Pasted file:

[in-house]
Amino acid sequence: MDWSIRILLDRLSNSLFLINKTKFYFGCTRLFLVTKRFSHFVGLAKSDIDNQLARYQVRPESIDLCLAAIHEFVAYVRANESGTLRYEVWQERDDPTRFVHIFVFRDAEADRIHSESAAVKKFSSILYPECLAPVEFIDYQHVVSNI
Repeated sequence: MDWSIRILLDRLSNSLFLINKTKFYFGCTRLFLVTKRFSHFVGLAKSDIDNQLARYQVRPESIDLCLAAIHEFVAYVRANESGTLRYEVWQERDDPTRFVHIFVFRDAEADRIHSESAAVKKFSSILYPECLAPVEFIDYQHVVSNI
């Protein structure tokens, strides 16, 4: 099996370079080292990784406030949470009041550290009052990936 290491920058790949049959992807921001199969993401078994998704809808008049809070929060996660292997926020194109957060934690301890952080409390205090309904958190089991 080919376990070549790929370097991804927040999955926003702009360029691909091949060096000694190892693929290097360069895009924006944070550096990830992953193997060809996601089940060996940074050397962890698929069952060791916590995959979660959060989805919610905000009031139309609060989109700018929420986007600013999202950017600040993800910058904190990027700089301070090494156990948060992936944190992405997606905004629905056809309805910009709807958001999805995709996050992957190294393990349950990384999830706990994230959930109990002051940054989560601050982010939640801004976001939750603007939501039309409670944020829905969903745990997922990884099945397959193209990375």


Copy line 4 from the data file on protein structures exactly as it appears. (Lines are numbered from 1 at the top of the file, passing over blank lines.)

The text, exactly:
């Protein structure tokens, strides 16, 4: 099996370079080292990784406030949470009041550290009052990936 290491920058790949049959992807921001199969993401078994998704809808008049809070929060996660292997926020194109957060934690301890952080409390205090309904958190089991 080919376990070549790929370097991804927040999955926003702009360029691909091949060096000694190892693929290097360069895009924006944070550096990830992953193997060809996601089940060996940074050397962890698929069952060791916590995959979660959060989805919610905000009031139309609060989109700018929420986007600013999202950017600040993800910058904190990027700089301070090494156990948060992936944190992405997606905004629905056809309805910009709807958001999805995709996050992957190294393990349950990384999830706990994230959930109990002051940054989560601050982010939640801004976001939750603007939501039309409670944020829905969903745990997922990884099945397959193209990375």